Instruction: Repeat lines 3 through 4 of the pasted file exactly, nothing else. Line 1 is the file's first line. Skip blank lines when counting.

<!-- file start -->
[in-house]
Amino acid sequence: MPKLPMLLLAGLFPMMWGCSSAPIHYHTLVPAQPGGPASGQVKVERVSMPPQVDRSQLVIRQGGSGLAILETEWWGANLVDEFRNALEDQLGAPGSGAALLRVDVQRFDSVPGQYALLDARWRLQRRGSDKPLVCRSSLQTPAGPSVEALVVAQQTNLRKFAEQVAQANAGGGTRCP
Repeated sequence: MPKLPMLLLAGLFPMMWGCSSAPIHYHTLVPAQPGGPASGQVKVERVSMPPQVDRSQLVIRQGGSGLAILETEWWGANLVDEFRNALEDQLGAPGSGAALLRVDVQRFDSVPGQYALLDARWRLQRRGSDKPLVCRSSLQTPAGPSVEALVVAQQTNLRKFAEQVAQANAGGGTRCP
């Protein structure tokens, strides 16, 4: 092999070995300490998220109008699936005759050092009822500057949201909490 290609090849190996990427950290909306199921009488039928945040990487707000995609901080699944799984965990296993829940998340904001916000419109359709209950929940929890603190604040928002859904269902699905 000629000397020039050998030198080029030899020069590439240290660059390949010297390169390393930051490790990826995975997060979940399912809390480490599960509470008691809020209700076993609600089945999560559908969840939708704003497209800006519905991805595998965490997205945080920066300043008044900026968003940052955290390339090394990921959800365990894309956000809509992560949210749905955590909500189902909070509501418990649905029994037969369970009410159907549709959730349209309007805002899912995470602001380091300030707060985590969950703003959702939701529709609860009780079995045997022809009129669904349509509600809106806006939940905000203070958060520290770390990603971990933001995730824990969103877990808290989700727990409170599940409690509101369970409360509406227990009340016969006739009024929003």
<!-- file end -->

Repeated sequence: MPKLPMLLLAGLFPMMWGCSSAPIHYHTLVPAQPGGPASGQVKVERVSMPPQVDRSQLVIRQGGSGLAILETEWWGANLVDEFRNALEDQLGAPGSGAALLRVDVQRFDSVPGQYALLDARWRLQRRGSDKPLVCRSSLQTPAGPSVEALVVAQQTNLRKFAEQVAQANAGGGTRCP
């Protein structure tokens, strides 16, 4: 092999070995300490998220109008699936005759050092009822500057949201909490 290609090849190996990427950290909306199921009488039928945040990487707000995609901080699944799984965990296993829940998340904001916000419109359709209950929940929890603190604040928002859904269902699905 000629000397020039050998030198080029030899020069590439240290660059390949010297390169390393930051490790990826995975997060979940399912809390480490599960509470008691809020209700076993609600089945999560559908969840939708704003497209800006519905991805595998965490997205945080920066300043008044900026968003940052955290390339090394990921959800365990894309956000809509992560949210749905955590909500189902909070509501418990649905029994037969369970009410159907549709959730349209309007805002899912995470602001380091300030707060985590969950703003959702939701529709609860009780079995045997022809009129669904349509509600809106806006939940905000203070958060520290770390990603971990933001995730824990969103877990808290989700727990409170599940409690509101369970409360509406227990009340016969006739009024929003």